Ceramicist Jo Everitt is a vivacious woman whose mischievous nature is reflected in her work.
Having fun is one of her main aims in life and she wants to make sure that the pieces she creates in her studio resonate with that ethos.
You only have to look at the amazing candelabras she is currently making to see that she is succeeding.
“I want there to be a certain playfulness about my work as, for me, my idea of fun is when I am in my studio experimenting and exploring new ideas. I am just completely fascinated with what you can do with clay.
“You could live your lifetime five times over and still not have tried everything,” she said in the kitchen of her home perched high up above Matlock Bath’s main street.
Jo moved to the village with her family 13 years ago around the same time as she started teaching art at Noel-Baker Academy in Derby.
The 48-year-old artist says the house needed some tender loving care when they first arrived and she had to wait five years or so before she could concentrate on creating a new studio.
“At first I used a shed at the top of the garden and that was challenging,” she said with a laugh as she pointed skywards. I could see what she meant carrying materials up that rocky slope would not have been easy.
Now though she has a small but perfect studio just outside the back door.
“There were not many places on the level here so it had to be carefully worked out,” she added.
In pride of place in the studio is Jo’s faithful kiln.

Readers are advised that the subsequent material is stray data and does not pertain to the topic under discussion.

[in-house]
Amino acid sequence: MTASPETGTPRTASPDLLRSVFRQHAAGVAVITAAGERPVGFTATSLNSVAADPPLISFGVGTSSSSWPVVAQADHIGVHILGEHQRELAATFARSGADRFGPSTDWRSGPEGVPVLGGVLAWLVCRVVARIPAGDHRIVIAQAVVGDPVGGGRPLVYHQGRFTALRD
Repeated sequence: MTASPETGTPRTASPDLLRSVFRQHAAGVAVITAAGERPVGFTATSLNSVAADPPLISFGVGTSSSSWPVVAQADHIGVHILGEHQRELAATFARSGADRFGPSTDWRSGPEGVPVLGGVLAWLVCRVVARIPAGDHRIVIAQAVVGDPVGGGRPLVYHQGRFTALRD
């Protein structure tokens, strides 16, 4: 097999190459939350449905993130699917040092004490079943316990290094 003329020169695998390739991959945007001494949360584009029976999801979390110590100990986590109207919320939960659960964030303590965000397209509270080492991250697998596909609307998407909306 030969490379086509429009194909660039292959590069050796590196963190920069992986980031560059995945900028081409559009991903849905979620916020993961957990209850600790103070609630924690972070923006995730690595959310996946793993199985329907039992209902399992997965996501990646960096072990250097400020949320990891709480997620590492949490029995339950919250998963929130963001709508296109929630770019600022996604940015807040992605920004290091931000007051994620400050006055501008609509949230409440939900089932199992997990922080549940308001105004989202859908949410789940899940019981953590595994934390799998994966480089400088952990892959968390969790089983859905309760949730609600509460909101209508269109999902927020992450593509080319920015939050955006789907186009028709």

“I have had it for more than 30 years now. It was a gift from my parents when I was 18.
“They had saved up to help me and my two sisters buy cars when we were old enough to drive. I had no intention of having a car and asked for a kiln instead,” she explained.
With that nugget of information you will have guessed that Jo has always been obsessed with ceramics.
“I was about eight years old when I made a clay rabbit at school and I remember being fascinated that the clay had come out of the ground and we could turn it into almost anything we wanted.
“I then went hunting for clay at home and eventually found some in our neighbour’s potato patch and since then I have been making things whenever and however I could.”
Jo, who was born and brought up just across the border in Staffordshire, completed a ceramics degree at the University of Derby in 1996 and then studied for her art teaching qualification after she had her two children.
Now, with her family growing up, she has stepped back from all her teaching responsibilities and devotes some of her time to her ceramics.
In the last few years she has been busy exhibiting her work at festivals and fairs and her aim is to do more events so that her ceramics reach a wider audience.
“I needed to give it room to breathe a bit, and develop new ideas. I am now putting together a body of work that I can start putting out there. It really is quite exciting and of course I am having lots of fun,” she said.
Jo will be at the Melbourne Festival in September and is also hoping to be at Wirksworth Festival. Meantime you can see her work at http://www.joeverittceramics.co.uk